Blow to aim of Scotland fiscal autonomy as North Sea oil tax forecast slashed

Ships tied up at Aberdeen, Scotland, where much of the UK oil industry is based.

The Office for Budget Responsibility has warned that North Sea oil and gas could generate just £100m a year in tax in future after it dramatically slashed its forecasts for North Sea tax receipts.

In a significant blow to the Scottish National party’s quest for full fiscal autonomy, the OBR said it now believed the sector could only generate a total of about £2bn in tax revenues over the 20 years from 2020 to 2041, compared with its forecast last year of £37bn for the same period.

The OBR stressed that since the sector was highly volatile and unpredictable, its figures were subject to “large forecast errors” and uncertainty.

But it said the latest revisions were based on recent tax cuts for the sector by the chancellor, George Osborne, introduced after the collapse in global oil prices and a linked fall in North Sea productivity, coupled with the steep surge in tax discounts to help the industry pay to decommission its ageing oil platforms.

Those developments, which will increase debate about the sustainability of Scotland’s higher public spending per head than the UK average, meant the OBR has also cut its predictions for tax receipts in 2019-20 to £700m, down from the £3.5bn it forecast last year for 2018-19.

Its analysis was published as the SNP was accused by Scottish Labour of selling “snake oil” to the electorate after the SNP sought new powers at Westminster to give Holyrood full fiscal independence from the Treasury.

The party tabled amendments to the Scotland bill to allow Holyrood full control in future over all Scottish taxation, excise duties, borrowing and government spending, save only spending on UK level areas such as foreign affairs and overseas aid.

Hours earlier, Nicola Sturgeon, Scotland’s first minister, had again stressed she wanted maximum fiscal independence for Scotland as she met Christine Lagarde, the head of the International Monetary Fund, on her official visit to New York where the pair discussed the current position of the Scottish economy.

Ian Murray, Labour’s shadow Scottish secretary, said the OBR’s new figures “highlight the madness of full fiscal autonomy for Scotland. The SNP is looking to deliver something that they know is economically illiterate and raises questions about their economic credibility.”

Scottish Labour’s deputy leader, Kezia Dugdale, said that making Scotland totally dependent on taxes raised within the country – the central purpose of full fiscal autonomy – would be economically disastrous following the plunge in oil prices to around $65 a barrel.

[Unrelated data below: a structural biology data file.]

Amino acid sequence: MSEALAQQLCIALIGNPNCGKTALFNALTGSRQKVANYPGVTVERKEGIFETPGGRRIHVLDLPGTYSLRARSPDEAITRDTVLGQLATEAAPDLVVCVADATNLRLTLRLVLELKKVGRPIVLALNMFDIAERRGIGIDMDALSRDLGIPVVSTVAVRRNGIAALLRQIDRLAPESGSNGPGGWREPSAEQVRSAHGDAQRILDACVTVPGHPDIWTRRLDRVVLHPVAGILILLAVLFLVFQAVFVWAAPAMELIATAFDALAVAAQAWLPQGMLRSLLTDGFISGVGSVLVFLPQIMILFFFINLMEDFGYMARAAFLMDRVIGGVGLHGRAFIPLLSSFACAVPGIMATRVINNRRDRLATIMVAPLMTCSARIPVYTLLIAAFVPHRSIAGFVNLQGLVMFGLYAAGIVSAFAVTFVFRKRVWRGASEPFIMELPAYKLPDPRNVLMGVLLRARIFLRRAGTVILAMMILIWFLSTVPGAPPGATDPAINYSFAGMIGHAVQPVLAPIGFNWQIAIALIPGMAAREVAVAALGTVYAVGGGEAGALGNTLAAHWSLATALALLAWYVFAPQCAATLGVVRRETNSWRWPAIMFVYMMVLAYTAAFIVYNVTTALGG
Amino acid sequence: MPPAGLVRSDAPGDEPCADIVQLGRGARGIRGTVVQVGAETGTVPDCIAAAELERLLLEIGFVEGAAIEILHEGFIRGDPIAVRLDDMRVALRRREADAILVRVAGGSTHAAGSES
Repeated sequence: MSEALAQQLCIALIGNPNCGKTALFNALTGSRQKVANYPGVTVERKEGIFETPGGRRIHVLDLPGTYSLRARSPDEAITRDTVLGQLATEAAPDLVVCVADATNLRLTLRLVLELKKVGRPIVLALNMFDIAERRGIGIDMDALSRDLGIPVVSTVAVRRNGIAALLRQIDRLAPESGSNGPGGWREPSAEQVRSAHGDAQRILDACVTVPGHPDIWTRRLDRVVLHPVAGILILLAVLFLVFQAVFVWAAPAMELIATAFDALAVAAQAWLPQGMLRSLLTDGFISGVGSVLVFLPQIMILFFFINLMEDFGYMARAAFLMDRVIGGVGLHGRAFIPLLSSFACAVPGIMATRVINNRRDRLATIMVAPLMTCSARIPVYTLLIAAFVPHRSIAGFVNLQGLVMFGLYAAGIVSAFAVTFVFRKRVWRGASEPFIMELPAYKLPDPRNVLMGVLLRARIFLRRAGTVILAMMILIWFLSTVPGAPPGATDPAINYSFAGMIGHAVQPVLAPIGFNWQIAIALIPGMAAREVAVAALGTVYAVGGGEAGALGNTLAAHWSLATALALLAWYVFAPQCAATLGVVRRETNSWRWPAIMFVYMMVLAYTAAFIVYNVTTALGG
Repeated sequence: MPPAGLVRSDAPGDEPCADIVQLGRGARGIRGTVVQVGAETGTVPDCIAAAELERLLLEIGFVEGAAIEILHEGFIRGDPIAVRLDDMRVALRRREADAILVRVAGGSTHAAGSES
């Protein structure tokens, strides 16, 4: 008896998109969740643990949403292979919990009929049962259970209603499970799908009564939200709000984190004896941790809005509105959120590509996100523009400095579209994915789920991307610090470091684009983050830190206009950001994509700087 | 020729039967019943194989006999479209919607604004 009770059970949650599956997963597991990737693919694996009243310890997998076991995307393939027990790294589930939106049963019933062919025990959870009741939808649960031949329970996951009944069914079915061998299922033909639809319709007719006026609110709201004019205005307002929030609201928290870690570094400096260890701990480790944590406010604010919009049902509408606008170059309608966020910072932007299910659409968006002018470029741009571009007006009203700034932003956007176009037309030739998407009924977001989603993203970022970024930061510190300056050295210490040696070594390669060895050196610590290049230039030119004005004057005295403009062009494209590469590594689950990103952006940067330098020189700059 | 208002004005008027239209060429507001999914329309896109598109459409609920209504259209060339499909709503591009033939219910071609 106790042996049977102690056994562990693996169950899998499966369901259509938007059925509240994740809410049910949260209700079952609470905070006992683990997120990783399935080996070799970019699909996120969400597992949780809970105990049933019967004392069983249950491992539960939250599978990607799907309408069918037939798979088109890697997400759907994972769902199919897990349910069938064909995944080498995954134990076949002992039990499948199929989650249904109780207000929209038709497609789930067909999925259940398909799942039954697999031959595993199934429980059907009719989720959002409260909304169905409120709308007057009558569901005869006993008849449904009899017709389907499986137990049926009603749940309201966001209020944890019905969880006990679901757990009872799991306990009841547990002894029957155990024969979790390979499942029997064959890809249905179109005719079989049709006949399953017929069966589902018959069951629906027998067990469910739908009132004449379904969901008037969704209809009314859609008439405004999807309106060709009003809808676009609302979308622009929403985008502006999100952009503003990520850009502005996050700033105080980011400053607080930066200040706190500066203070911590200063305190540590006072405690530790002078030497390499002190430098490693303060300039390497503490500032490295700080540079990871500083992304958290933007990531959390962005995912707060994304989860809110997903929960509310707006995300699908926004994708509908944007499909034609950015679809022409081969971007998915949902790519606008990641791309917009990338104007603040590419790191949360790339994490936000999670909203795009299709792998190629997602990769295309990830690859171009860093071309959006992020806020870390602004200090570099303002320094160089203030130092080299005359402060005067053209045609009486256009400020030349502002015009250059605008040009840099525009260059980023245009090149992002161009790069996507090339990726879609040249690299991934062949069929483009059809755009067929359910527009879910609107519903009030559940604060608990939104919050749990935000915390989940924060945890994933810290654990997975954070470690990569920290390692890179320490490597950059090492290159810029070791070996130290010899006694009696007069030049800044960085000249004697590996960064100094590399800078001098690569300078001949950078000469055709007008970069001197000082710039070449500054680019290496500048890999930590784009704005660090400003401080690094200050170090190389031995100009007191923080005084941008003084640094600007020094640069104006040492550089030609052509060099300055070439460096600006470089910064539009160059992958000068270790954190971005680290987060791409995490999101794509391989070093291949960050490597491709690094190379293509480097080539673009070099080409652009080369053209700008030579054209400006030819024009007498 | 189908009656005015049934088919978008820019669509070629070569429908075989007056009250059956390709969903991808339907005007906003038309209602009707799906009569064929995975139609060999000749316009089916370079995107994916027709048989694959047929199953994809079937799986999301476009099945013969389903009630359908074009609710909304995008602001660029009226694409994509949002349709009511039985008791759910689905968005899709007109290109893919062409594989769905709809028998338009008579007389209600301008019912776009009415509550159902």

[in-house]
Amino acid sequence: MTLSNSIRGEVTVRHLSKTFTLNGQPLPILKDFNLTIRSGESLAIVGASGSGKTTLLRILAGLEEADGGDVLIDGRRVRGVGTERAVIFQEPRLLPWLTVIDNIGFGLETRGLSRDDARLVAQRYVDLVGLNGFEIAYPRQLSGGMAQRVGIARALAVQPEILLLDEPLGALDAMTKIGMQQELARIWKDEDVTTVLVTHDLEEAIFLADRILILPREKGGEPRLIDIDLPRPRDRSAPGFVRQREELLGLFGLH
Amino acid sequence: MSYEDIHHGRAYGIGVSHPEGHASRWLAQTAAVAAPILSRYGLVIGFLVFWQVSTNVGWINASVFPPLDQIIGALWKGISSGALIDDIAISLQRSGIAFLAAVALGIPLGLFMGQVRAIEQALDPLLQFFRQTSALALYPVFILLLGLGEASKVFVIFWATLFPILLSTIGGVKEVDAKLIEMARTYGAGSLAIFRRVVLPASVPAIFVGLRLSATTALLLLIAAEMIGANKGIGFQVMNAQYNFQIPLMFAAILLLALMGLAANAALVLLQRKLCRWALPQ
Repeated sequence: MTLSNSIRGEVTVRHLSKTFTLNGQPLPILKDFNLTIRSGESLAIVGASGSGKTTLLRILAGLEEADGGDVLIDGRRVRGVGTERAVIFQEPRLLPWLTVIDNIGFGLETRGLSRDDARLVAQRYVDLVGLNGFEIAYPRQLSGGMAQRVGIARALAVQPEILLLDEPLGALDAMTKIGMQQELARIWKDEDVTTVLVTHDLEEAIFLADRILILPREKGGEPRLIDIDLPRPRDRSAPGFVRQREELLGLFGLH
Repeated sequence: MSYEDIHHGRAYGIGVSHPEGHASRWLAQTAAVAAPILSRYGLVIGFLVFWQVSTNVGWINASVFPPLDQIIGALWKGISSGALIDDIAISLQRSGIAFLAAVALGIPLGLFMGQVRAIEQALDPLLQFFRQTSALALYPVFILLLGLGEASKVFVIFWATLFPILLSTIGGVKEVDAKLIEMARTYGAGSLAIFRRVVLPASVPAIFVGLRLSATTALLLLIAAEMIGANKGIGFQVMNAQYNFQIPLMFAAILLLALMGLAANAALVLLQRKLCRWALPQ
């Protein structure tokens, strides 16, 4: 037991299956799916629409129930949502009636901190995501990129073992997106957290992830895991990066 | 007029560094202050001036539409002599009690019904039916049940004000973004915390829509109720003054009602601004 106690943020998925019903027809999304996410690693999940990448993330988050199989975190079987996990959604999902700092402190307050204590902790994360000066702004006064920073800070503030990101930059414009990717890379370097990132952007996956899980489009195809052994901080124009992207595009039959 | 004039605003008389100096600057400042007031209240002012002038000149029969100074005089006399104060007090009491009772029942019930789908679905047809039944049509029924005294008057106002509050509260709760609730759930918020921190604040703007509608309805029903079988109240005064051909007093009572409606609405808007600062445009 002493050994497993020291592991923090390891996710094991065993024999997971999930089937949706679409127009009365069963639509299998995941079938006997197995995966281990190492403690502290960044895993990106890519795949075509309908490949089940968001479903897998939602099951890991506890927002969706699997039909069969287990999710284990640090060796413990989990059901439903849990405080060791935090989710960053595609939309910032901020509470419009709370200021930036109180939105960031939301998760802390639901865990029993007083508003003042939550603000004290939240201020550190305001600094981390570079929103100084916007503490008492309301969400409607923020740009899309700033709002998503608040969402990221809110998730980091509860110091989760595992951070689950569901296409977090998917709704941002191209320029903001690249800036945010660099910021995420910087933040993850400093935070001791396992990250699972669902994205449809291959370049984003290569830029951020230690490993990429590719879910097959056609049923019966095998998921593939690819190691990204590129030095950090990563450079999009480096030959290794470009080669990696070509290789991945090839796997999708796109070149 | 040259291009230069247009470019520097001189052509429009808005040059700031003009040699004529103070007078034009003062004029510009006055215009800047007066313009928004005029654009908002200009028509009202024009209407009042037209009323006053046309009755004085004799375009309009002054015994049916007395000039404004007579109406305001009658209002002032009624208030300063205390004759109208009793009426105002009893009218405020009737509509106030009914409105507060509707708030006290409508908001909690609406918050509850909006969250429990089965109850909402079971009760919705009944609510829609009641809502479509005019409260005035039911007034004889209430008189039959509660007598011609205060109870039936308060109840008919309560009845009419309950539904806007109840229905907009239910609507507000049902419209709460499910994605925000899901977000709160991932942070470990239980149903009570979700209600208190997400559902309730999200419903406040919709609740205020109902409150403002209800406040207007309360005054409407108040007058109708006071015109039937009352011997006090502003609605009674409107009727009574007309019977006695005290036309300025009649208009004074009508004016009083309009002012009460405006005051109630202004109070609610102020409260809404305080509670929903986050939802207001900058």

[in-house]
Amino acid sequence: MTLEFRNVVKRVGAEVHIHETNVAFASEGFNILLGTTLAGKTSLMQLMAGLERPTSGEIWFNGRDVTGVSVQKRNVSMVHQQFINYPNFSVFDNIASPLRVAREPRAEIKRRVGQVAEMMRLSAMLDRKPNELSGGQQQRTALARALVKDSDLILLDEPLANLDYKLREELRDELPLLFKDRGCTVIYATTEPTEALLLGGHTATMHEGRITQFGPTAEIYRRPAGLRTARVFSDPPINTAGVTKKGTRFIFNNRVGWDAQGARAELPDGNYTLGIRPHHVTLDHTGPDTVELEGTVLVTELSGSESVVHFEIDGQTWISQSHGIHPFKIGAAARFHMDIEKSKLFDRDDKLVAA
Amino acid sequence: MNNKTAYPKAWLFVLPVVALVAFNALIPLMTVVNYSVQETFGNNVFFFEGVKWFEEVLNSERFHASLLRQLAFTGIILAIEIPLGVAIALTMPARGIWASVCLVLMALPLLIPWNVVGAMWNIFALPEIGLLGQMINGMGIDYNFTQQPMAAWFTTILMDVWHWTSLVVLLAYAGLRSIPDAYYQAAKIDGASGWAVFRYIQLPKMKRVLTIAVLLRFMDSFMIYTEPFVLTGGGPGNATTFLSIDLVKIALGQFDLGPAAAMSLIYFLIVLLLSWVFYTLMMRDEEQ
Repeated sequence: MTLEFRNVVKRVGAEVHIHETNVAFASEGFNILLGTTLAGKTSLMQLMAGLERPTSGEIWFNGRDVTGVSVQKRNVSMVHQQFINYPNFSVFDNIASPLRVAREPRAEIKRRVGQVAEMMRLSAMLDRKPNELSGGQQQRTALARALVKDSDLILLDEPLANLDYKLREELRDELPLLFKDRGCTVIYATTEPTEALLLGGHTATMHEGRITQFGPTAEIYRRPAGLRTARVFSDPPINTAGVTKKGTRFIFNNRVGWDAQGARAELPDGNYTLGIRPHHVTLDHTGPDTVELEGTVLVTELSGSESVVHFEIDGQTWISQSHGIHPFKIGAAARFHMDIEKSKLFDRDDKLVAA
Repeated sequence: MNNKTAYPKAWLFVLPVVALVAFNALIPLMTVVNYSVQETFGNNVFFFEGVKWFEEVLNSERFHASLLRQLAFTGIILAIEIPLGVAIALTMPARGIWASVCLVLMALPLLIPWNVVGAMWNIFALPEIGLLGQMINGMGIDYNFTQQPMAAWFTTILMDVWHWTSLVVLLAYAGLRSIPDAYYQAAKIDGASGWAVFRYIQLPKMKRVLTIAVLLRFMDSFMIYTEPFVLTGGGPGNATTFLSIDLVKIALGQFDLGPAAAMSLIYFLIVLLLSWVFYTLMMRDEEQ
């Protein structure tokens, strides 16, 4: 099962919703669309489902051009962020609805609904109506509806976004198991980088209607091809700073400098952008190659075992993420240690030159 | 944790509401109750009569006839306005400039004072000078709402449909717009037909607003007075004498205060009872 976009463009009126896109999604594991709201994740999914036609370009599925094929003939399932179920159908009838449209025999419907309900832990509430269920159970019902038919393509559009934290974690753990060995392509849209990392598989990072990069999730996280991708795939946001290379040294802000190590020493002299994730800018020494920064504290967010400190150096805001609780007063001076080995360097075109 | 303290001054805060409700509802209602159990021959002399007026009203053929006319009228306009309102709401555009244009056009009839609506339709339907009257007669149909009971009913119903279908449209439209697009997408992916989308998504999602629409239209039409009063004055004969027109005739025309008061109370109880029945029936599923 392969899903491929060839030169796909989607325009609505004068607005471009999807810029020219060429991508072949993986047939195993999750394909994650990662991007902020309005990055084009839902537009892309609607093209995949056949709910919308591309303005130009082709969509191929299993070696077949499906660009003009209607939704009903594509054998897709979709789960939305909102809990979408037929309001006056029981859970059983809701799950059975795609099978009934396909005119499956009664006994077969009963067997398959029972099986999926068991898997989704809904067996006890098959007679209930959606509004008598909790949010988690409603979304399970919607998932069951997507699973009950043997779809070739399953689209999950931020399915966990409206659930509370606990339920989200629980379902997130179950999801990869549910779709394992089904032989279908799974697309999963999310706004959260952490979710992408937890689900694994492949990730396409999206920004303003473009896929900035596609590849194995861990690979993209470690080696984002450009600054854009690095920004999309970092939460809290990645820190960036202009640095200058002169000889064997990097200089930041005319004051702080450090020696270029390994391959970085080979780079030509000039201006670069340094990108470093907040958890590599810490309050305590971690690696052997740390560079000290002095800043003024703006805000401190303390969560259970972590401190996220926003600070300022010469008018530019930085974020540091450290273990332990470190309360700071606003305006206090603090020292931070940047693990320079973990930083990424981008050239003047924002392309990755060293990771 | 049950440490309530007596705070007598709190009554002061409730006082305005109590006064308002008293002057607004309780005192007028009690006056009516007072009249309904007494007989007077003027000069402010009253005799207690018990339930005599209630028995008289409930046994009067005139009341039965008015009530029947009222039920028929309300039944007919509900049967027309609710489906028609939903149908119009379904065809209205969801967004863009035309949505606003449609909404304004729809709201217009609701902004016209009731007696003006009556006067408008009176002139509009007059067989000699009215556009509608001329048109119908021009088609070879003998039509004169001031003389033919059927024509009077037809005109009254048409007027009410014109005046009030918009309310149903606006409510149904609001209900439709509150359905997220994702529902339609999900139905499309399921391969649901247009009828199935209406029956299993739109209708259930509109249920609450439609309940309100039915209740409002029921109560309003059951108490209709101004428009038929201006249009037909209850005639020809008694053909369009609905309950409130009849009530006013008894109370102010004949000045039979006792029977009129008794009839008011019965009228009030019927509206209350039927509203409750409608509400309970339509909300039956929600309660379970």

Dugdale said a new Scottish Labour analysis, based on research by Scottish parliament statisticians produced before the OBR’s latest forecasts, showed the global oil price would need to hit $200 a barrel for fiscal autonomy to be affordable because of the projected gap between tax revenues, public spending and debt levels.

The independent Institute for Fiscal Studies warned in April that fiscal autonomy would deepen Scotland’s financial black hole by a further £7.6bn in this financial year, on top of existing debts and the current spending gap shared by Scotland.

By 2019-20, that fiscal gap would widen further to £9.7bn, leaving an accumulated shortfall by then of £43bn, which would also be over and above Scotland’s current spending gaps and debt repayments.

Brandishing a copy of the Labour document at first minister’s questions, Dugdale pressed John Swinney, the deputy first minister and finance secretary, to explain why the Scottish government had not published any recent oil and gas report.

“Once upon a time, you couldn’t move for SNP oil and gas bulletins,” Dugdale told the chamber. “But since the collapse in the oil price, we’ve had nothing but radio silence. That may be because the collapse in the oil price has demolished the SNP’s economic credibility.”

Moving to exploit Sturgeon’s absence from Holyrood on her tour of the US, Dugdale said: “This is less about North Sea oil and more about the SNP’s snake oil. He’s trying to punt us something he knows to be dodgy. So for the sake of Scotland’s schools and hospitals shouldn’t the deputy first minister just abandon his disastrous plan for full fiscal autonomy?”

Swinney insisted his government’s next oil and gas bulletin needed to investigate the full implications of the swingeing changes in taxation introduced in Osborne’s last budget before it could be released.

Attacking Dugdale, he said: “This is the politics of fear. It didn’t work in the general election and and it won’t work now.”

Fiscal autonomy was about “building on the powers of this parliament, powers that over the last 16 years have seen an improvement in the economic performance of Scotland”, Swinney said.

Scotland’s GDP had grown from sixth in the UK to third behind London and the south east of England, while productivity had grown from 96% of the UK average to match it now.

“The moral of this story is where we can exercise distinctive economic policies in Scotland we can transform the economic performance of our country,” he said. “It’s about enabling this parliament to take the decisions that are right for Scotland, and not to be at the mercy of a Tory chancellor who comes along one Thursday and takes £100m out of our budget without so much as a by your leave.”


[“source –”]

Leave a Reply

Your email address will not be published. Required fields are marked *